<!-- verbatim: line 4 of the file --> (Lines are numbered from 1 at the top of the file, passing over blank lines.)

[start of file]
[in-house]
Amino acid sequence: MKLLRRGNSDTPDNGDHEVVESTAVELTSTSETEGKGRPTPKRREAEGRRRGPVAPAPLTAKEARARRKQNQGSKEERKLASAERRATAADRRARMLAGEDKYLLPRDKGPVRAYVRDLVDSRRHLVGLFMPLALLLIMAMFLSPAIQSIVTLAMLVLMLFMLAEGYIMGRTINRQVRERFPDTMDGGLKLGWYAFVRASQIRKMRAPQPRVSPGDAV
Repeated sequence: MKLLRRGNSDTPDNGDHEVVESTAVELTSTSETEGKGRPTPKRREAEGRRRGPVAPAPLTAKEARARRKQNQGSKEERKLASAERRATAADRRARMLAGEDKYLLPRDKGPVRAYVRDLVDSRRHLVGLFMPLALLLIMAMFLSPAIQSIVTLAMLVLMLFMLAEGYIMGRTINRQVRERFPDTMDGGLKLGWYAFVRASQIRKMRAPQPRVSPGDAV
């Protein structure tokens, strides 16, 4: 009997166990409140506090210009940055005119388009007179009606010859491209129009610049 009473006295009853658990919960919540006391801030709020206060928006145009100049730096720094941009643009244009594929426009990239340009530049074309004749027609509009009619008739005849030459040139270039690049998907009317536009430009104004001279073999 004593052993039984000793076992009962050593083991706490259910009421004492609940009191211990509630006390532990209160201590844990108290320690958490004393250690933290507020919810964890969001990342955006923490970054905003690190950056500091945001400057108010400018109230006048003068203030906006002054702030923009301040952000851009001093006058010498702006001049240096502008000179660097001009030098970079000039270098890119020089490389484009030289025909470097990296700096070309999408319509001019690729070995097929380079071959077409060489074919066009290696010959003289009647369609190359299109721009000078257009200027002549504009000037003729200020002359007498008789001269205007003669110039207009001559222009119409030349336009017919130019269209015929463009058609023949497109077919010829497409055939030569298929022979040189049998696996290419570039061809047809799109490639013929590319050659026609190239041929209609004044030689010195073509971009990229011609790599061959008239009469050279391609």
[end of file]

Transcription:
């Protein structure tokens, strides 16, 4: 009997166990409140506090210009940055005119388009007179009606010859491209129009610049 009473006295009853658990919960919540006391801030709020206060928006145009100049730096720094941009643009244009594929426009990239340009530049074309004749027609509009009619008739005849030459040139270039690049998907009317536009430009104004001279073999 004593052993039984000793076992009962050593083991706490259910009421004492609940009191211990509630006390532990209160201590844990108290320690958490004393250690933290507020919810964890969001990342955006923490970054905003690190950056500091945001400057108010400018109230006048003068203030906006002054702030923009301040952000851009001093006058010498702006001049240096502008000179660097001009030098970079000039270098890119020089490389484009030289025909470097990296700096070309999408319509001019690729070995097929380079071959077409060489074919066009290696010959003289009647369609190359299109721009000078257009200027002549504009000037003729200020002359007498008789001269205007003669110039207009001559222009119409030349336009017919130019269209015929463009058609023949497109077919010829497409055939030569298929022979040189049998696996290419570039061809047809799109490639013929590319050659026609190239041929209609004044030689010195073509971009990229011609790599061959008239009469050279391609």